Whether you are just starting BJJ or have earned your Jiu Jitsu black belt, having the best Jiu Jitsu gear is a must-have for committed Brazilian Jiu Jitsu practitioners. Brazilian Jiu Jitsu equipment ranges from BJJ Gis, Jiu Jitsu rashguards, and BJJ shorts to mouthguards, gym bags, and accessories.
The proper BJJ gear ensures that your Jiu Jitsu training experience is seamless, your progression is consistent, and if you compete, that you have the best chance of reaching that number one spot on the podium. Put mildy, you need good Brazilian Jiu Jitsu gear if you are serious about your BJJ training.
In this article, we break down the top Jiu Jitsu equipment by category so you can pick and choose when and where you need to upgrade. We include gear recommendations across all categories including BJJ Gis, No Gi BJJ gear, and other Jiu Jitsu accessories.
We’ve included some pro tips as well when it comes to budgeting for your Jiu Jitsu gear so you can ensure you meet the essential training needs before investing in more serious equipment.
Finally, each section includes a few different Jiu-Jitsu training equipment options at different prices, as well as the pros and cons of each.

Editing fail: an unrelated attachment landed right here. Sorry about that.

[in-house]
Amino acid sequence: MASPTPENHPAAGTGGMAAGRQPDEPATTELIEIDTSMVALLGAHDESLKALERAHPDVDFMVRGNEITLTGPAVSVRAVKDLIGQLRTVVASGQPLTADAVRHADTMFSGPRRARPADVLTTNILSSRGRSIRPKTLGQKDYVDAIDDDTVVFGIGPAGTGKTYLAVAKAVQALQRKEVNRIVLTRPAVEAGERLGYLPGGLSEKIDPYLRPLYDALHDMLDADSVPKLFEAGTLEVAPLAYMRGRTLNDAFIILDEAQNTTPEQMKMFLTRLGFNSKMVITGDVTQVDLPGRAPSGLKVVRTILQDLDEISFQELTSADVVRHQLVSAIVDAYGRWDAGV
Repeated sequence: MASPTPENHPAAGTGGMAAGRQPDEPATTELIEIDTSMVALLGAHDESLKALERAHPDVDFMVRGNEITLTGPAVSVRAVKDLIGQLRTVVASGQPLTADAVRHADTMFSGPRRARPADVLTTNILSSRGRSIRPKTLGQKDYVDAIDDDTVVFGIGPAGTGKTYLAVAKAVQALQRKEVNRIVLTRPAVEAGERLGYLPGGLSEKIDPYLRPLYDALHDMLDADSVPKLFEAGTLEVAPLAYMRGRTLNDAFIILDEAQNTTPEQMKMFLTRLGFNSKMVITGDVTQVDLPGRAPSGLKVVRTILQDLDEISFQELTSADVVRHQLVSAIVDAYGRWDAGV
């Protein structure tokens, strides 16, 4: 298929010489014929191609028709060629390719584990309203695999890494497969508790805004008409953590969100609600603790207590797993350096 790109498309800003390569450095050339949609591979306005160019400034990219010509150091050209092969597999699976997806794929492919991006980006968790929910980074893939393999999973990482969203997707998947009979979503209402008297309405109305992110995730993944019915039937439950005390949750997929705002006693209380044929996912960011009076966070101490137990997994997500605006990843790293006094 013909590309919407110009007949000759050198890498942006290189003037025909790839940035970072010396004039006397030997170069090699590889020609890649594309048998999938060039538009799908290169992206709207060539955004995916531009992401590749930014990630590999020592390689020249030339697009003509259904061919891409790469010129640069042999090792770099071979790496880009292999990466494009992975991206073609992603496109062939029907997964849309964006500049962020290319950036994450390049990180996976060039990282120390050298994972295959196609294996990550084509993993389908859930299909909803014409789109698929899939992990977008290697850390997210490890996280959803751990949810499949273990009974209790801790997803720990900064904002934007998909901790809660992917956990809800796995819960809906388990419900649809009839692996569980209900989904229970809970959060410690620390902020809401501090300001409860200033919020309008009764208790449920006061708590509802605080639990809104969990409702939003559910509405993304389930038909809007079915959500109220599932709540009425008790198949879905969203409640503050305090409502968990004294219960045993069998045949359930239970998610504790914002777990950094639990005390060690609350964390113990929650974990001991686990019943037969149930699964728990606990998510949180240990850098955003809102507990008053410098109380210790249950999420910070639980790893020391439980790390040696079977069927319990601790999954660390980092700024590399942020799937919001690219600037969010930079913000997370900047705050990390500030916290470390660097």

Without further ado, here is our categorized breakdown of the top BJJ training equipment to get you to the next level.
Essential Brazilian Jiu Jitsu Equipment – Best BJJ Gis
If you plan to train Gi BJJ, you need a Jiu Jitsu Gi and belt in your BJJ training gear bag, period. As a beginner, buying a mid-to-budget priced Gi is a good idea to ensure the sport is right before putting $200 into an expensive premium Gi – although no one can deny that you get what you pay for when it comes to premium Jiu-Jitsu equipment.
When you purchase a Jiu Jitsu Gi, you typically receive the following items:
- BJJ Gi top
- BJJ Gi pants
- BJJ White belt
If you take to BJJ for more than 2 to 3 days of training per week, you might consider getting a second Gi and perhaps upgrading to a nicer premium fabric option.
You will also need a belt. Often, a Gi will come with a white belt, which is where you’ll start anyways.
Once you get your first promotion, your instructor will typically provide the next belt.
The following Gis offer a range of price points and value depending on your current BJJ gear needs and budget.
The Gameness Feather Gi 2.0 features a heavy 450 GSM (grams per square meter), 100% cotton pearl weave. The feel of this Jiu Jitsu Gi improves as you use it, so expect to break it in over the first few weeks of training.